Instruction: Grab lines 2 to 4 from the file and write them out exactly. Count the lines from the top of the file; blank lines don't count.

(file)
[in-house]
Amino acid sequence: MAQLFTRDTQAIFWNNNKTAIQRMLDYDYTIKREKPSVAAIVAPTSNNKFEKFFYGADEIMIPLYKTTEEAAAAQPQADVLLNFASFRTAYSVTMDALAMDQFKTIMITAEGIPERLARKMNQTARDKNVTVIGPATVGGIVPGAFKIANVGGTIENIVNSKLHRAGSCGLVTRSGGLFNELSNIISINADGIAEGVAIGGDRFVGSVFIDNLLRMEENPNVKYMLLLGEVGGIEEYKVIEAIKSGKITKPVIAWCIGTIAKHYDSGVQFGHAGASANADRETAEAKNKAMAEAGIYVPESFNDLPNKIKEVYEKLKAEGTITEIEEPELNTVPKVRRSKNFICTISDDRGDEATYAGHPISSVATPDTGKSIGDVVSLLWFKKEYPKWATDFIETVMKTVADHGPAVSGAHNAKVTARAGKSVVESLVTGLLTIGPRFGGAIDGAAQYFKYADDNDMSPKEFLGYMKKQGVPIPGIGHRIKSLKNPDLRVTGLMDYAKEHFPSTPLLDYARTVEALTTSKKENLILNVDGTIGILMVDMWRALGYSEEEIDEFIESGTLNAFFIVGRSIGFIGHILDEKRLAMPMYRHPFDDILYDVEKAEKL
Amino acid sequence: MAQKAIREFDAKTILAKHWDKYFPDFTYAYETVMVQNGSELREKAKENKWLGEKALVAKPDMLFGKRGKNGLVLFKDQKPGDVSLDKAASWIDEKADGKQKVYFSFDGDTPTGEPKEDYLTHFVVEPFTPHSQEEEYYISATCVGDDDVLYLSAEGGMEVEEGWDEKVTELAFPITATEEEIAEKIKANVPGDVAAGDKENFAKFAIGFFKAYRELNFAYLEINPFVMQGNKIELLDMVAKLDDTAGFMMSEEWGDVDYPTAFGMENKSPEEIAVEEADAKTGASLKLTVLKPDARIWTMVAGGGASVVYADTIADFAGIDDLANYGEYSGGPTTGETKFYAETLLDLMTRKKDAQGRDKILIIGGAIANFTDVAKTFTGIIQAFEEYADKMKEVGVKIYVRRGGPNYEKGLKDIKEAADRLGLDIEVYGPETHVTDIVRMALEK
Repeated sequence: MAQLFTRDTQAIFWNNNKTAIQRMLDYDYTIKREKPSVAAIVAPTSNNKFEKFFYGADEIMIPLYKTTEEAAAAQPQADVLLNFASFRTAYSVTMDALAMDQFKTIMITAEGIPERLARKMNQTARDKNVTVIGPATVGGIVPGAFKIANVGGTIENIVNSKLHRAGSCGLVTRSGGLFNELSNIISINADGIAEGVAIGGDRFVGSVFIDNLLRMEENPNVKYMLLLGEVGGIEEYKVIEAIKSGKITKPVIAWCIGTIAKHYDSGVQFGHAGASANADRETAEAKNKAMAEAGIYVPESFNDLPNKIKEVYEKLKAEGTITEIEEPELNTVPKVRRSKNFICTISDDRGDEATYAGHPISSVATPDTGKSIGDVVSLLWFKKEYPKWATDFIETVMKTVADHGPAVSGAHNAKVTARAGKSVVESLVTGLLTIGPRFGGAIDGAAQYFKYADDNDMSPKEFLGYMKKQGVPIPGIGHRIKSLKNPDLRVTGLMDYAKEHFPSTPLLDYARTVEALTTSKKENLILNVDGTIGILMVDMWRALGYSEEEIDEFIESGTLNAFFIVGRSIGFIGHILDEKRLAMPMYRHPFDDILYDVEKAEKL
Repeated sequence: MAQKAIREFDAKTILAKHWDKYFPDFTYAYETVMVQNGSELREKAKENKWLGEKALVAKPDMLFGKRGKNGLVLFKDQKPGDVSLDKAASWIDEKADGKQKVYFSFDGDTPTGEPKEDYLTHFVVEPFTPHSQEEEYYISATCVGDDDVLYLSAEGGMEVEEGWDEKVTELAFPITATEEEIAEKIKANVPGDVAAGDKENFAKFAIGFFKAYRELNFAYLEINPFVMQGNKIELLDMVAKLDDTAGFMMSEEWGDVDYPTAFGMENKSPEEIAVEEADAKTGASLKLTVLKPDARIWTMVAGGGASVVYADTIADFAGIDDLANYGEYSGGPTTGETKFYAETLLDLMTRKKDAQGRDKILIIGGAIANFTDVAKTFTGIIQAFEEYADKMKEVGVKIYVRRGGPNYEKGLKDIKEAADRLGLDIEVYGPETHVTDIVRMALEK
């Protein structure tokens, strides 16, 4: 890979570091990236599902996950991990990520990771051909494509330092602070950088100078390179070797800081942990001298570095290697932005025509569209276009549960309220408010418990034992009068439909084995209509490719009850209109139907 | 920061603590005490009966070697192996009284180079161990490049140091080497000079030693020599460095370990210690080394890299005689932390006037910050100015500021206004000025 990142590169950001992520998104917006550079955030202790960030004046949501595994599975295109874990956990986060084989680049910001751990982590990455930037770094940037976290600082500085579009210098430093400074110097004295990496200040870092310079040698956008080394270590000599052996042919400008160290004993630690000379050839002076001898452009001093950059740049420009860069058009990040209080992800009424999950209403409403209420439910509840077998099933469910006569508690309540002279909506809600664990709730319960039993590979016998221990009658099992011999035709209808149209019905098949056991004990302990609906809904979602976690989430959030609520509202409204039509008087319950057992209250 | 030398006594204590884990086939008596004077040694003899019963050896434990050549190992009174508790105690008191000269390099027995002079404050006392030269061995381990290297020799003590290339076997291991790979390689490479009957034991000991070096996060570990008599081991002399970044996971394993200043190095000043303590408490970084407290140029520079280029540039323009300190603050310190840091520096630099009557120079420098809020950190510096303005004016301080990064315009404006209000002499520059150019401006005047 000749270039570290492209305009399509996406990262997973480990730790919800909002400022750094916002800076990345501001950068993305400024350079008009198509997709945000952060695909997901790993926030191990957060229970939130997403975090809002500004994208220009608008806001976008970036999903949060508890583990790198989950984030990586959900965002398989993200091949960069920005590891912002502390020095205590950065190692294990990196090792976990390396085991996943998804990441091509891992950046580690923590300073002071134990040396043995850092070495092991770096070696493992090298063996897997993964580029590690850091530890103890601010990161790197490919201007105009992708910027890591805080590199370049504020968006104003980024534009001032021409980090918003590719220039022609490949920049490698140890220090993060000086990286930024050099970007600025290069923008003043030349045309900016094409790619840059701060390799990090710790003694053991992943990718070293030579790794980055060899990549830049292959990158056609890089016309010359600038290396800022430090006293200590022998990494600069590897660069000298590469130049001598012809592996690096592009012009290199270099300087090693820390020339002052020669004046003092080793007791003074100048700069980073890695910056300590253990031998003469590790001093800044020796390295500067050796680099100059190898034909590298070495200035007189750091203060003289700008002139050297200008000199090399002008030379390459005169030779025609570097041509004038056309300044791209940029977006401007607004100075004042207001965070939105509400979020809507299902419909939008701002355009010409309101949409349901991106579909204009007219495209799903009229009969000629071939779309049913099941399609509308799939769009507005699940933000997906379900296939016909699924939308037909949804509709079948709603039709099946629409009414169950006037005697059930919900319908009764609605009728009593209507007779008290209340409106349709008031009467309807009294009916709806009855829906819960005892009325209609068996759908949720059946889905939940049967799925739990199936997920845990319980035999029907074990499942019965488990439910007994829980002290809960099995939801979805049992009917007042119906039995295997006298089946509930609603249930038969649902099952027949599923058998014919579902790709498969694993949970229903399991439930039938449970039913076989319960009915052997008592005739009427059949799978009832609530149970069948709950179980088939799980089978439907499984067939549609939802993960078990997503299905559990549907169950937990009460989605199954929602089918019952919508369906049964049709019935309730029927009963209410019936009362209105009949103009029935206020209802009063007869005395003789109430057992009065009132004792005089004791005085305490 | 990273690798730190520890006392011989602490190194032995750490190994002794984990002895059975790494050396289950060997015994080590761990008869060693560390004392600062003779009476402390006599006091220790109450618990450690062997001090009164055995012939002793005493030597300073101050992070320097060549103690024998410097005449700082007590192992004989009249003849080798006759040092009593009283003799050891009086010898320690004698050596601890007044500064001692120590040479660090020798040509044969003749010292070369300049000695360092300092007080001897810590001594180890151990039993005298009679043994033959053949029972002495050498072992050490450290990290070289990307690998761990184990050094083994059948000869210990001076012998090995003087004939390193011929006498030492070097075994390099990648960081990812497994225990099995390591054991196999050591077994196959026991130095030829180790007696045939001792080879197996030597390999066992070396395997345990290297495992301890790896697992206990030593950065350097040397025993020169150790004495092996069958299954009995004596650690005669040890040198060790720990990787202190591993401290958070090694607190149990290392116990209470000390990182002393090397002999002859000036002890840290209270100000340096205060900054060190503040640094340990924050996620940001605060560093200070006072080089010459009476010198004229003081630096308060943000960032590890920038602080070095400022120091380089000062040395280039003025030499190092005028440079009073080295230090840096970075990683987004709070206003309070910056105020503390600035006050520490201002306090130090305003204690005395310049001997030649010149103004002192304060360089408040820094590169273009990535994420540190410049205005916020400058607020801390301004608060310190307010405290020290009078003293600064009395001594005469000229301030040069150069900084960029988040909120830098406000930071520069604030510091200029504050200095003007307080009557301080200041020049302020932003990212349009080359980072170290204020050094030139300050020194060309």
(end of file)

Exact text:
Amino acid sequence: MAQLFTRDTQAIFWNNNKTAIQRMLDYDYTIKREKPSVAAIVAPTSNNKFEKFFYGADEIMIPLYKTTEEAAAAQPQADVLLNFASFRTAYSVTMDALAMDQFKTIMITAEGIPERLARKMNQTARDKNVTVIGPATVGGIVPGAFKIANVGGTIENIVNSKLHRAGSCGLVTRSGGLFNELSNIISINADGIAEGVAIGGDRFVGSVFIDNLLRMEENPNVKYMLLLGEVGGIEEYKVIEAIKSGKITKPVIAWCIGTIAKHYDSGVQFGHAGASANADRETAEAKNKAMAEAGIYVPESFNDLPNKIKEVYEKLKAEGTITEIEEPELNTVPKVRRSKNFICTISDDRGDEATYAGHPISSVATPDTGKSIGDVVSLLWFKKEYPKWATDFIETVMKTVADHGPAVSGAHNAKVTARAGKSVVESLVTGLLTIGPRFGGAIDGAAQYFKYADDNDMSPKEFLGYMKKQGVPIPGIGHRIKSLKNPDLRVTGLMDYAKEHFPSTPLLDYARTVEALTTSKKENLILNVDGTIGILMVDMWRALGYSEEEIDEFIESGTLNAFFIVGRSIGFIGHILDEKRLAMPMYRHPFDDILYDVEKAEKL
Amino acid sequence: MAQKAIREFDAKTILAKHWDKYFPDFTYAYETVMVQNGSELREKAKENKWLGEKALVAKPDMLFGKRGKNGLVLFKDQKPGDVSLDKAASWIDEKADGKQKVYFSFDGDTPTGEPKEDYLTHFVVEPFTPHSQEEEYYISATCVGDDDVLYLSAEGGMEVEEGWDEKVTELAFPITATEEEIAEKIKANVPGDVAAGDKENFAKFAIGFFKAYRELNFAYLEINPFVMQGNKIELLDMVAKLDDTAGFMMSEEWGDVDYPTAFGMENKSPEEIAVEEADAKTGASLKLTVLKPDARIWTMVAGGGASVVYADTIADFAGIDDLANYGEYSGGPTTGETKFYAETLLDLMTRKKDAQGRDKILIIGGAIANFTDVAKTFTGIIQAFEEYADKMKEVGVKIYVRRGGPNYEKGLKDIKEAADRLGLDIEVYGPETHVTDIVRMALEK
Repeated sequence: MAQLFTRDTQAIFWNNNKTAIQRMLDYDYTIKREKPSVAAIVAPTSNNKFEKFFYGADEIMIPLYKTTEEAAAAQPQADVLLNFASFRTAYSVTMDALAMDQFKTIMITAEGIPERLARKMNQTARDKNVTVIGPATVGGIVPGAFKIANVGGTIENIVNSKLHRAGSCGLVTRSGGLFNELSNIISINADGIAEGVAIGGDRFVGSVFIDNLLRMEENPNVKYMLLLGEVGGIEEYKVIEAIKSGKITKPVIAWCIGTIAKHYDSGVQFGHAGASANADRETAEAKNKAMAEAGIYVPESFNDLPNKIKEVYEKLKAEGTITEIEEPELNTVPKVRRSKNFICTISDDRGDEATYAGHPISSVATPDTGKSIGDVVSLLWFKKEYPKWATDFIETVMKTVADHGPAVSGAHNAKVTARAGKSVVESLVTGLLTIGPRFGGAIDGAAQYFKYADDNDMSPKEFLGYMKKQGVPIPGIGHRIKSLKNPDLRVTGLMDYAKEHFPSTPLLDYARTVEALTTSKKENLILNVDGTIGILMVDMWRALGYSEEEIDEFIESGTLNAFFIVGRSIGFIGHILDEKRLAMPMYRHPFDDILYDVEKAEKL